But there’s more to playing long snapper than just accurately hiking the ball at distance — albeit that is quite important and a prerequisite. Bay prides himself in claiming that he’s “definitely the most athletic long snapper that you can find,” which comes in handy in both blocking and getting downfield to make a tackle.
By his junior year, Bay started getting offers from colleges all around the country. Not by coincidence, the snickers he heard from his teammates because he was a long snapper stopped around then as well.
“Kids laughed me growing up doing it but now the past year and a half they’ve kind of shut up, I guess,” Bay said of his life as a long snapper in high school. “They realized how important it is not only to the team but where it is getting me and where I want to be at in life.”
The place Bay wanted to end up was Wisconsin. The Badgers run a pro-style punt, which Bay liked. He also felt he fit in more with a Big Ten school rather than a Pac-12 or ACC one, for example. Then after going on a visit to Wisconsin this past summer he fell in love with the school (he’s thinking of majoring in engineering, another UW plus) and was ready to commit on the spot.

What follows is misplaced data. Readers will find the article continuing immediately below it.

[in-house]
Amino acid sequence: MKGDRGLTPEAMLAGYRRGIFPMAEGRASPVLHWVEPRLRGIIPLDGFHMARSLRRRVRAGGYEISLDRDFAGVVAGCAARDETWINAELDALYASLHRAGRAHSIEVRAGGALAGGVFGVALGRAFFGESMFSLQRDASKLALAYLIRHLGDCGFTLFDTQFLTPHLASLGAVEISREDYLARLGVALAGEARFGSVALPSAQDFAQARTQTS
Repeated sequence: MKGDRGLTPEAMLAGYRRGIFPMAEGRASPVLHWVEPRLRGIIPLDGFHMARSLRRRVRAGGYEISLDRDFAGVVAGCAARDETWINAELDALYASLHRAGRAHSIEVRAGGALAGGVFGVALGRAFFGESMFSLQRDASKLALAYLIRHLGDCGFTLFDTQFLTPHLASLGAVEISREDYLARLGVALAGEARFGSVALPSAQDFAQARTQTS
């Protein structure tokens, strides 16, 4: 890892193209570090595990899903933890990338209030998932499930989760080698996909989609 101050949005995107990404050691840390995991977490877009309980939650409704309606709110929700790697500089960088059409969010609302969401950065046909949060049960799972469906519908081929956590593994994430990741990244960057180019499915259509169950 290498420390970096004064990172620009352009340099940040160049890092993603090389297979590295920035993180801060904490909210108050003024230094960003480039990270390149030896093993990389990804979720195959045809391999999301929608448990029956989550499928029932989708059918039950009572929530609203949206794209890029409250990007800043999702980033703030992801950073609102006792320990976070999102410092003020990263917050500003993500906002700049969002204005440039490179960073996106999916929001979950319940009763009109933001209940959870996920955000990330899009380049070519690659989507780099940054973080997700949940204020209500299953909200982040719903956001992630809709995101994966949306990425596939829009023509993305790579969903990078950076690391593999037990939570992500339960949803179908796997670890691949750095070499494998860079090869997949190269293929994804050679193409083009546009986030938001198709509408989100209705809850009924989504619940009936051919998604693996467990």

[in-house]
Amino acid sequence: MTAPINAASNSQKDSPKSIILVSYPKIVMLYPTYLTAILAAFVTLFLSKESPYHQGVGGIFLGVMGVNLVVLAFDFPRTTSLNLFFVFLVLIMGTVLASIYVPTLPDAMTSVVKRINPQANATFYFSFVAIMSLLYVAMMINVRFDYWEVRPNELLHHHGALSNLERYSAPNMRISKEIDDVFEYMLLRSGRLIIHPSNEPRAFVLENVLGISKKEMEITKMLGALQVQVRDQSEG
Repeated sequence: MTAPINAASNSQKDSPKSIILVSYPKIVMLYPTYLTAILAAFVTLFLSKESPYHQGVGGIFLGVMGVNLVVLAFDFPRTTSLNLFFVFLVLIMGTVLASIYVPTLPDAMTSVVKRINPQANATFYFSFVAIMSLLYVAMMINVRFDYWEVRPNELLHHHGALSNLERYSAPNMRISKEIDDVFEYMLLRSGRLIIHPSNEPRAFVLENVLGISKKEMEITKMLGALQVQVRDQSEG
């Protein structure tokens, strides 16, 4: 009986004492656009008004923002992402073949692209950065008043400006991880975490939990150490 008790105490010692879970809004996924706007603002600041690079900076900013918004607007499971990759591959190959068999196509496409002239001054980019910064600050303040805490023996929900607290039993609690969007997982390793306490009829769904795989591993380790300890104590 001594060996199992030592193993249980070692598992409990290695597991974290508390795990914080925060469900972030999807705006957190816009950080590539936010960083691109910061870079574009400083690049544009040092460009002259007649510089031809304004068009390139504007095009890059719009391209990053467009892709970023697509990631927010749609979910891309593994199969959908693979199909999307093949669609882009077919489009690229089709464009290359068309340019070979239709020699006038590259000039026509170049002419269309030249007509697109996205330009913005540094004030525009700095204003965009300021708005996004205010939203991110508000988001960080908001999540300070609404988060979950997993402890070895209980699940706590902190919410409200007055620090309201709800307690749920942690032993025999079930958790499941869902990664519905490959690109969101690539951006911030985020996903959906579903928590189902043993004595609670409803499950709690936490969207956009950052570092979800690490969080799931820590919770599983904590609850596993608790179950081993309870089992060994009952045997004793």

One problem: Wisconsin didn’t make him an offer.
Bay wanted to have his collegiate choice nailed down before his senior year so he got on the phone and committed to Missouri.
However, only a couple of months later an offer was forthcoming from Wisconsin (as it happened, long snapper Jake Cesear left the program). Bay was put in a difficult situation, not wanting to back on his commitment to Missouri. But in the end, Wisconsin is where he wanted to be.
“It was pretty tough, (but) I’m not going to lie, it’s not a bad situation to have,” said Bay of suddenly having the Badgers offer as well as Missouri’s. “But it was definitely stressful to decide where I wanted to be because I loved Wisconsin during the summer … and I kind of devoted myself to Missouri. I was really happy with Missouri, I mean I still love Missouri, but overall Wisconsin was a better fit for me, that’s just where my heart was.”
Bay enters Wisconsin in a good situation. Last year’s long snapper, Connor Udelhoven, has exhausted his collegiate eligibility. Zander Neuville was listed on the Badgers’ depth chart at second string, but he has never long snapped at UW and at a listed 270 pounds doesn’t exactly fit the description of the position.
Not that Bay will be handed the starting spot, but he said he is “definitely not redshirting.” In other words, he’s coming to Wisconsin to be the Badgers’ long snapper as a freshman.
“I feel like they want me to be their guy so I just have to go in there and earn the spot, regardless,” Bay said. “As of right now from what I’ve heard and from what I’ve seen, there’s no one on the roster besides me, but I still have to work and try my hardest.”
Dave Heller is the author of the new book Ken Williams: A Slugger in Ruth’s Shadow as well as Facing Ted Williams Players from the Golden Age of Baseball Recall the Greatest Hitter Who Ever Lived and As Good As It Got: The 1944 St. Louis Browns